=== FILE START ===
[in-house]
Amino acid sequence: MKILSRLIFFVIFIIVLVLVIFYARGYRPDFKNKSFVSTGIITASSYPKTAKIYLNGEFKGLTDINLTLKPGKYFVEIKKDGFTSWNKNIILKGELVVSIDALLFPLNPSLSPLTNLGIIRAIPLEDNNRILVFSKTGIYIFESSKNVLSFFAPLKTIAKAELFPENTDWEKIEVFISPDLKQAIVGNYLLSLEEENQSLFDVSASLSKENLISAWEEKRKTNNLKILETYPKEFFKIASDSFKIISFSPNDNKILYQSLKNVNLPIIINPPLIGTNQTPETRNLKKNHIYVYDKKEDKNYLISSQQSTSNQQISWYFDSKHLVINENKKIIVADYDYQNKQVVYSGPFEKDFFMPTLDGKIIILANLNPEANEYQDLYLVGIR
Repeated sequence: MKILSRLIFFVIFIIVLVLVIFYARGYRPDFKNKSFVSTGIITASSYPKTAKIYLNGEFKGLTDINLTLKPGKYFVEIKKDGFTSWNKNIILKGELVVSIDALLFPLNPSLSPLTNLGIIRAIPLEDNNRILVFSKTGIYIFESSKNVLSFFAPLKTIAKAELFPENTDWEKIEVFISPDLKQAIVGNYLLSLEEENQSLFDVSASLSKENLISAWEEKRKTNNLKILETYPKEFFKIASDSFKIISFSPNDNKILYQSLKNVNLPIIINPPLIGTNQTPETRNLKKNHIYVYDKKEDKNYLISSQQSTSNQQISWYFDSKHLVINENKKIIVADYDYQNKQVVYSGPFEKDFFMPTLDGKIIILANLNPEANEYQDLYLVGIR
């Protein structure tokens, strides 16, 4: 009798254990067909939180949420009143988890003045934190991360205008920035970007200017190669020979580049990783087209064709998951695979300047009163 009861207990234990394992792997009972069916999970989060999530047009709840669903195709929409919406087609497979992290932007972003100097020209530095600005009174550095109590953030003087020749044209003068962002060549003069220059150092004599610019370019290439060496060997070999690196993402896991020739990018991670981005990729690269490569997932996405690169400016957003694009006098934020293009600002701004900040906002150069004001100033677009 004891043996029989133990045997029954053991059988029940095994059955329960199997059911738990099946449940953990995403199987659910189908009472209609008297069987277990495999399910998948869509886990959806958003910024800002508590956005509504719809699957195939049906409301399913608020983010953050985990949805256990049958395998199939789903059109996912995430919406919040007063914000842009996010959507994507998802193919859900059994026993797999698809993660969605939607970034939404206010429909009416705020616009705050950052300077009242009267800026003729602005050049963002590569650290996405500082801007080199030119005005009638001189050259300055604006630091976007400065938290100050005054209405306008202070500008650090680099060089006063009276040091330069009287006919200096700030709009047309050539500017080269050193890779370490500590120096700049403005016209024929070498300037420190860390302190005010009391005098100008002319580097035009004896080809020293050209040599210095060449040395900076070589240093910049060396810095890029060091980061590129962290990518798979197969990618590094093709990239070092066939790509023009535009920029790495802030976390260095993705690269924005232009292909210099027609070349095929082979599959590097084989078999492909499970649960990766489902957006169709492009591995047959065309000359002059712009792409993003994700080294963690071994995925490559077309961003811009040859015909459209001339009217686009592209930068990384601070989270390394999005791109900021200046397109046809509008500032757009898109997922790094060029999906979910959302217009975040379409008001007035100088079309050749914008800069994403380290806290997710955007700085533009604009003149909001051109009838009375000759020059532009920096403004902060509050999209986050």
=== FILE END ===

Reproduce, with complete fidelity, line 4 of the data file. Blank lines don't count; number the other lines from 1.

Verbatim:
């Protein structure tokens, strides 16, 4: 009798254990067909939180949420009143988890003045934190991360205008920035970007200017190669020979580049990783087209064709998951695979300047009163 009861207990234990394992792997009972069916999970989060999530047009709840669903195709929409919406087609497979992290932007972003100097020209530095600005009174550095109590953030003087020749044209003068962002060549003069220059150092004599610019370019290439060496060997070999690196993402896991020739990018991670981005990729690269490569997932996405690169400016957003694009006098934020293009600002701004900040906002150069004001100033677009 004891043996029989133990045997029954053991059988029940095994059955329960199997059911738990099946449940953990995403199987659910189908009472209609008297069987277990495999399910998948869509886990959806958003910024800002508590956005509504719809699957195939049906409301399913608020983010953050985990949805256990049958395998199939789903059109996912995430919406919040007063914000842009996010959507994507998802193919859900059994026993797999698809993660969605939607970034939404206010429909009416705020616009705050950052300077009242009267800026003729602005050049963002590569650290996405500082801007080199030119005005009638001189050259300055604006630091976007400065938290100050005054209405306008202070500008650090680099060089006063009276040091330069009287006919200096700030709009047309050539500017080269050193890779370490500590120096700049403005016209024929070498300037420190860390302190005010009391005098100008002319580097035009004896080809020293050209040599210095060449040395900076070589240093910049060396810095890029060091980061590129962290990518798979197969990618590094093709990239070092066939790509023009535009920029790495802030976390260095993705690269924005232009292909210099027609070349095929082979599959590097084989078999492909499970649960990766489902957006169709492009591995047959065309000359002059712009792409993003994700080294963690071994995925490559077309961003811009040859015909459209001339009217686009592209930068990384601070989270390394999005791109900021200046397109046809509008500032757009898109997922790094060029999906979910959302217009975040379409008001007035100088079309050749914008800069994403380290806290997710955007700085533009604009003149909001051109009838009375000759020059532009920096403004902060509050999209986050």